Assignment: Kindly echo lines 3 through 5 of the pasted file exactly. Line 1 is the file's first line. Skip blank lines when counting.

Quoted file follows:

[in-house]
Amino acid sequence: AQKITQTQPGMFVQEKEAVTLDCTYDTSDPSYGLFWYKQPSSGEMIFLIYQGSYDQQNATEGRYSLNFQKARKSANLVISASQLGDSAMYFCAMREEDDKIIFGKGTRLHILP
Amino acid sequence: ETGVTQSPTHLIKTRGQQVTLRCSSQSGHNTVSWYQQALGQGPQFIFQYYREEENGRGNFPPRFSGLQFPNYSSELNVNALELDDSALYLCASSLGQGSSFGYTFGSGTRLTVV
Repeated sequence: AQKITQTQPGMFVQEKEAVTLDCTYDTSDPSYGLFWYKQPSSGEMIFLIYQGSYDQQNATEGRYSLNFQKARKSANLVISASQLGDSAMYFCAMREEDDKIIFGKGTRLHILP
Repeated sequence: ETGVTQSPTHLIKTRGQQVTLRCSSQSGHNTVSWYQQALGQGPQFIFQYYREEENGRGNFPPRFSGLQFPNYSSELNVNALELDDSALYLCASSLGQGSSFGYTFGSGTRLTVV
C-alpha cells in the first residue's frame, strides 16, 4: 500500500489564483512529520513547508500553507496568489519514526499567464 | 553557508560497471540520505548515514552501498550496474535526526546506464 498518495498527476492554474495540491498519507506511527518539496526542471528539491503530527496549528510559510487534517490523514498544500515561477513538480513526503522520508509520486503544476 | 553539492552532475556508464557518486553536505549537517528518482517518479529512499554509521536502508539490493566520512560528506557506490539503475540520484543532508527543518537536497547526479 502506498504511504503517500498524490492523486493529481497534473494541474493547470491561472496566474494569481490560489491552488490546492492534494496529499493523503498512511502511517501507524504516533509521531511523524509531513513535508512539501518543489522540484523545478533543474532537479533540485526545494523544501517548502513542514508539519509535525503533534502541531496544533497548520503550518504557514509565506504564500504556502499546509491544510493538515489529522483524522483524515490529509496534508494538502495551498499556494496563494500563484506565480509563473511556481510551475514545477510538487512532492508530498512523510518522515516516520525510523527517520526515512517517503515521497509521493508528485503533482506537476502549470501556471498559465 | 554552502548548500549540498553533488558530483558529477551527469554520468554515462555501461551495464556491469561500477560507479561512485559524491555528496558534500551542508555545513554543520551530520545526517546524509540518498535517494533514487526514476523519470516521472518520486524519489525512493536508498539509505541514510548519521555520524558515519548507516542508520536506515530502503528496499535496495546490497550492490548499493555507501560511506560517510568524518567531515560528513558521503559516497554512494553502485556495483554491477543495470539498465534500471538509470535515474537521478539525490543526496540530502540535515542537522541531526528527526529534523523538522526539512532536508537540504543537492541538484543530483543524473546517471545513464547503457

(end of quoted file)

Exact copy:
Amino acid sequence: ETGVTQSPTHLIKTRGQQVTLRCSSQSGHNTVSWYQQALGQGPQFIFQYYREEENGRGNFPPRFSGLQFPNYSSELNVNALELDDSALYLCASSLGQGSSFGYTFGSGTRLTVV
Repeated sequence: AQKITQTQPGMFVQEKEAVTLDCTYDTSDPSYGLFWYKQPSSGEMIFLIYQGSYDQQNATEGRYSLNFQKARKSANLVISASQLGDSAMYFCAMREEDDKIIFGKGTRLHILP
Repeated sequence: ETGVTQSPTHLIKTRGQQVTLRCSSQSGHNTVSWYQQALGQGPQFIFQYYREEENGRGNFPPRFSGLQFPNYSSELNVNALELDDSALYLCASSLGQGSSFGYTFGSGTRLTVV